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Watch Out for Falling Objects

Even if we bounce – and we should – I still don’t think the correction is over.

The Market

Well I did not expect a total collapse. I expected a crappy rally, then back down again. But the market had a different idea.

Let me share with you a few extremes we saw Monday. But I want to first reiterate that even if we bounce – and we should – I still don’t think the correction is over. It takes time for the intermediate-term indicators to get oversold. It takes time for all the sentiment measures to go from the recent “too bullish” to “too bearish.”

And there are some other issues, such as that the number of stocks making new lows continues to expand not contract.

So what is it that leads me to see a few extremes today? For starters, breadth was so bad that the McClellan Summation Index now needs a net differential of plus 4,400 advancers minus decliners to halt the decline in the indicator. That’s oversold.

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The Nasdaq Momentum Indicator, which I explained in Sunday’s letter would get oversold on Thursday, still lines up that way. As a reminder, it need not be the exact day or date, but it tells us it’s a lot closer than it was. You can see that when I walk Nasdaq down 200 more points the Momentum Indicator goes up starting Thursday. That’s the definition of oversold.

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There was 90% of the volume on the downside on the New York Stock Exchange today. That’s a little panicky. And heck, anecdotally, I might as well throw in that CNBC essentially went commercial free most of the day and then decided to have a “Markets in Turmoil” special tonight.

But statistically speaking, the put/call ratio jumped to 124%, the highest since May 31. The put/call ratio for exchange-traded funds got to over 200% for the first time since May 31, as well. As a reminder, the 10-day moving average of the put/call ratio is nowhere near “overdone,” so this is a one-day reading we’re talking about.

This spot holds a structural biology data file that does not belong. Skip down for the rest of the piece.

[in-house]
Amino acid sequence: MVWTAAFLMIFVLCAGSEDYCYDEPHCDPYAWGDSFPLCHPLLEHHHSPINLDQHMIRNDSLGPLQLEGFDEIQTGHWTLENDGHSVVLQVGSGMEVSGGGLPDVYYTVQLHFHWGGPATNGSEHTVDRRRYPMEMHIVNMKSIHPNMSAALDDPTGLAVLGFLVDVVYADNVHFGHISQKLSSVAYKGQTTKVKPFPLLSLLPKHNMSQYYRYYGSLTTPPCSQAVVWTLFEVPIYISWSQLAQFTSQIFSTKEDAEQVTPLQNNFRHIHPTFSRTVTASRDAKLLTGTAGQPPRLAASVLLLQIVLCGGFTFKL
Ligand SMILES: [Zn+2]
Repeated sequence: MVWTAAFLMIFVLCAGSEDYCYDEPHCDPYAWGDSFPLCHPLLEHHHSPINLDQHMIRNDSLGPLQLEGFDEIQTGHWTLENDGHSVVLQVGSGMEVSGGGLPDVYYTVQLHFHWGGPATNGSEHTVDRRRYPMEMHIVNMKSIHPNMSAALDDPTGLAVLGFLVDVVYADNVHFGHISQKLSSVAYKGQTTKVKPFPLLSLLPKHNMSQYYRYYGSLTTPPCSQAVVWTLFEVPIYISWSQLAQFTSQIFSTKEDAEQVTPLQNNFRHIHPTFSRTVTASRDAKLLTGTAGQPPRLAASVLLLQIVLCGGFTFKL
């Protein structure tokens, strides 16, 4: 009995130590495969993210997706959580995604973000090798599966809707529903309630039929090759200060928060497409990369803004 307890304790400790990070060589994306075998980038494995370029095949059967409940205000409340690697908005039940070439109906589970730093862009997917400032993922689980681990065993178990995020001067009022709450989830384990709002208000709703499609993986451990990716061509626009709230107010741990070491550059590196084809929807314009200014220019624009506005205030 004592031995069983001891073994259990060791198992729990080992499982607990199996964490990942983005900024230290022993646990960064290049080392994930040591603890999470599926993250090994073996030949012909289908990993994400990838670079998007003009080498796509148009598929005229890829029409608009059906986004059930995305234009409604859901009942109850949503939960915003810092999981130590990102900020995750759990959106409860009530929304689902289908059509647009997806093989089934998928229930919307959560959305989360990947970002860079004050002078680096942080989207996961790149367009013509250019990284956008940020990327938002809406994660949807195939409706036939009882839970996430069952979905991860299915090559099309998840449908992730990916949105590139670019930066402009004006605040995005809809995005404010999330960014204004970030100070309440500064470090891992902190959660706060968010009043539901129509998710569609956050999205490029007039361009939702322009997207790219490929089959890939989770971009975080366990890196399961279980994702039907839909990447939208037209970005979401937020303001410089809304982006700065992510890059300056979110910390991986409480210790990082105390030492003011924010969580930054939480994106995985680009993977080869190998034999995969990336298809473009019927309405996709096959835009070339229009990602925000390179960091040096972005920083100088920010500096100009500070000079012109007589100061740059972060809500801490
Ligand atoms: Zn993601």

So, where can the S&P 500 rally to? I’d say the underside of that broken line is the best I think it can do. I still think the sequence is up then back down.

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I am going to finish by telling you that the Daily Sentiment Index for the Bonds is now at 98. Gold is at 95. The safe haven trade is getting a bit stretched in the very short term. The S&P’s DSI is still only 35, but remember it kissed 90 not too long ago. It takes time.

New Ideas

I am coming back to the chart of Utilities SPDR (XLU) - Get Free Report, because despite the bond move Monday, the utilities were down, and if they break this $58 level, it will be a change for them since they have held on for dear life for two months now.

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Today’s Indicator

The 30-day moving average of the advance/decline line is not yet oversold. As best I can tell it is still at least a few weeks away.

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Q&A/Reader’s Feedback

Helene welcomes your questions about Top Stocks and her charting strategy and techniques. Please send an email directly to Helene with your questions. However, please remember that TheStreet.com Top Stocks is not intended to provide personalized investment advice. Email Helene here.

We looked at MercadoLibre (MELI:Nasdaq) a few weeks ago and I said then it had hit the upside target. I still feel that way. The best thing I can say is that around $550 it probably gets a little oversold. It has earnings soon, so if it gaps under $500 it will leave this whole area since May as an island. But I am not a fan of the chart.

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When we looked at AT&T (T) - Get Free Report about a week and I said the chart needed some time to chop or pullback and that’s what it is doing now. I would love to see it back in that $32 area, because I would buy it there.

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Verizon VX would probably be a buy between $53-$54, because of the late May low and that uptrend line. But aside from that, I don’t see much else to like about the chart. I suppose we could praise it for not making a lower low yet.

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